“Over the last century, we’ve relied heavily on fertilizer to meet the food demands of a growing population,” says Karsten Temme, CEO of the startup Pivot Bio. Fertilizer is most commonly made from synthetic nitrogen, which is easy to produce and distribute, but releases a greenhouse gas 300 times more potent than carbon dioxide. Synthetic nitrogen alone is responsible for around 5% of global warming. Next year, Temme’s startup will begin delivering a new, natural alternative to synthetic nitrogen fertilizer to farmers. Pivot Bio’s product consists of natural, nitrogen-producing microbes that adhere to plants’ roots, supporting plant growth while eradicating the need for environment-damaging synthetic versions. Especially as populations grow and land constricts due to climate change, well-fertilized crops will be necessary to meet food demands. MORE

Solar Farms Shine a Ray of Hope on Bees and Butterflies

A trend of planting wildflowers on solar sites could maintain habitat for disappearing bees and butterflies

Solar Farms Shine a Ray of Hope on Bees and Butterflies
NREL scientist Jordan Macknick and Jake Janski, from Minnesota Native Landscapes survey a pollinator test plot planted underneath the photovoltaic array at the Chisago Solar Site, part of the Aurora Solar Project in Minnesota. Credit: Dennis Schroeder National Renewable Energy Lab Flickr (CC BY-NC-ND 2.0)

The tidy rows of gleaming solar panels at Pine Gate Renewables facility in southwestern Oregon originally sat amid the squat grasses of a former cattle pasture. But in 2017 the company started sowing the 41-acre site with a colorful riot of native wildflowers.

The shift was not merely aesthetic; similar projects at a growing number of solar farms around the country aim to help reverse the worrying declines in bees, butterflies and other key pollinating species observed in recent years.

Up to $577 billion in annual global food production relies on pollination by insects and other animals such as hummingbirds and bats, according to the United Nations. But more than half of native bee species (pdf) in the U.S. have seen their numbers drop sharply since 2005, with almost 25 percent now at risk of extinction. Meanwhile the North American monarch butterfly population has declined 68 percent over the past two decades, the nonprofit Center for Biological Diversity says. Suspected factors include climate change, pesticide use and parasites—along with shrinking habitat, largely blamed on natural landscapes (such as scrublands or wetlands) being converted for agricultural use. MORE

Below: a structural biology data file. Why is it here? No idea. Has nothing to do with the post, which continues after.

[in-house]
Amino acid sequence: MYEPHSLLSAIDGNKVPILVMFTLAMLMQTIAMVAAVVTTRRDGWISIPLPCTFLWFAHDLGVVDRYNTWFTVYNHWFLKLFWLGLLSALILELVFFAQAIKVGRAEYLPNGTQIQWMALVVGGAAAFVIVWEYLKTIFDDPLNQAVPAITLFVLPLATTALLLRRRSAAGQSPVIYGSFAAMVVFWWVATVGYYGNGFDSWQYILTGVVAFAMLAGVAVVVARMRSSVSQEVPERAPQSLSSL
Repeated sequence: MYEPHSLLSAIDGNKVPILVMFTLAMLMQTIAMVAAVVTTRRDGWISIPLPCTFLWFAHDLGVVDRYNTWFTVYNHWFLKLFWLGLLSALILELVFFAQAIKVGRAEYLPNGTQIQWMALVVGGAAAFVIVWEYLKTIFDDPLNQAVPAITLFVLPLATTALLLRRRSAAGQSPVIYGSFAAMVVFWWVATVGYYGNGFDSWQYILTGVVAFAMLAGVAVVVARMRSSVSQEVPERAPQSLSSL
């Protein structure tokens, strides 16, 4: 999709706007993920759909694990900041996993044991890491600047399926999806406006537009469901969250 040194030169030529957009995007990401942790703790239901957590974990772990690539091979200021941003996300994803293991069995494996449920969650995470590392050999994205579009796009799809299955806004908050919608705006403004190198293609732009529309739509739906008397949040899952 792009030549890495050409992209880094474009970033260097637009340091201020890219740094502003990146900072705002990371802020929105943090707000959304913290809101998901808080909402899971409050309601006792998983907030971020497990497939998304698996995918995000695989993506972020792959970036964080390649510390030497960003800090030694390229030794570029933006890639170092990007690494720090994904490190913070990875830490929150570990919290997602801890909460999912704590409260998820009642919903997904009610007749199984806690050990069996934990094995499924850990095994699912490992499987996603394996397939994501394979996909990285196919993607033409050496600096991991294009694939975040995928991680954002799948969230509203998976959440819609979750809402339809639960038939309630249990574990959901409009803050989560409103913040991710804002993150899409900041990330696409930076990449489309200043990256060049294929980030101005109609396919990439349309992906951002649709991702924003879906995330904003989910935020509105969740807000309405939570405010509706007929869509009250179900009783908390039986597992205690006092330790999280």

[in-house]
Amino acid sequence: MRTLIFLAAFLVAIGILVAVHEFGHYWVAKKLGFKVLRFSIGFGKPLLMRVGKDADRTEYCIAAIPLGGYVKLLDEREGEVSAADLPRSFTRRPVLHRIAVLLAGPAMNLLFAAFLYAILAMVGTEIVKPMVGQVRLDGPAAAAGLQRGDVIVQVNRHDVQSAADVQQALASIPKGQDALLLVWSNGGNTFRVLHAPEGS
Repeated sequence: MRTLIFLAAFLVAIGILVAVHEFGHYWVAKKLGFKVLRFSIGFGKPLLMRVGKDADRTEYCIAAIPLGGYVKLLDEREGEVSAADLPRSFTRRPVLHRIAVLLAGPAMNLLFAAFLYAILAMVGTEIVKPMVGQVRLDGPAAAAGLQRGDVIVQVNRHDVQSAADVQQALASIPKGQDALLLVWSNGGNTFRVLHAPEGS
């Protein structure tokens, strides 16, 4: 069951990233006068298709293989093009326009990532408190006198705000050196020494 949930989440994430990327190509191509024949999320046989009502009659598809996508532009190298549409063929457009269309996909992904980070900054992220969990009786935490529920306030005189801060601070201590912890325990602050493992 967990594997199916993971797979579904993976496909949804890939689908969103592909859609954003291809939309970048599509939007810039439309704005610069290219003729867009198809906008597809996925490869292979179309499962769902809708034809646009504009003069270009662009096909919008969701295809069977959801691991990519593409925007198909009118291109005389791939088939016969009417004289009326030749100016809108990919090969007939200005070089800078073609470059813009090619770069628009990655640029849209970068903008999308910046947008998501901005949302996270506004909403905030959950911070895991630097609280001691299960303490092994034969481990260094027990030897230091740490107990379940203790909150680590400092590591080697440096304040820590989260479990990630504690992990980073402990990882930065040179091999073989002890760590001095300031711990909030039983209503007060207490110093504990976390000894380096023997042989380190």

Unlocking the potential of microbiomes in food production systems: SIMBA project

636821092798918338sustainablefood.jpgA new project funded by the EU is set to explore the potential of exploiting microorganisms in plants and animals to improve food security and promote sustainable food production.

The project, SIMBA (Sustainable Innovation of Microbiome Applications in Food System), aims to tackle the growing challenge of supplying food to a growing global population amid the climate change crisis, through innovative activities around food systems using microorganisms….

At the recent meeting in Helsinki in mid-December, SIMBA Project Coordinator and Principal Scientist Anne Pihlanto from LUKE, Natural Resources Institute Finland, said: “Recent research has indicated the huge impact microbiomes have on our lives. This makes SIMBA a very exciting project to be involved in. The project will have far-reaching impacts, not only contributing to improved food security, but the development of sustainable diets and novel fermented products are also expected to function as a cure for type 2 diabetes potentially.” MORE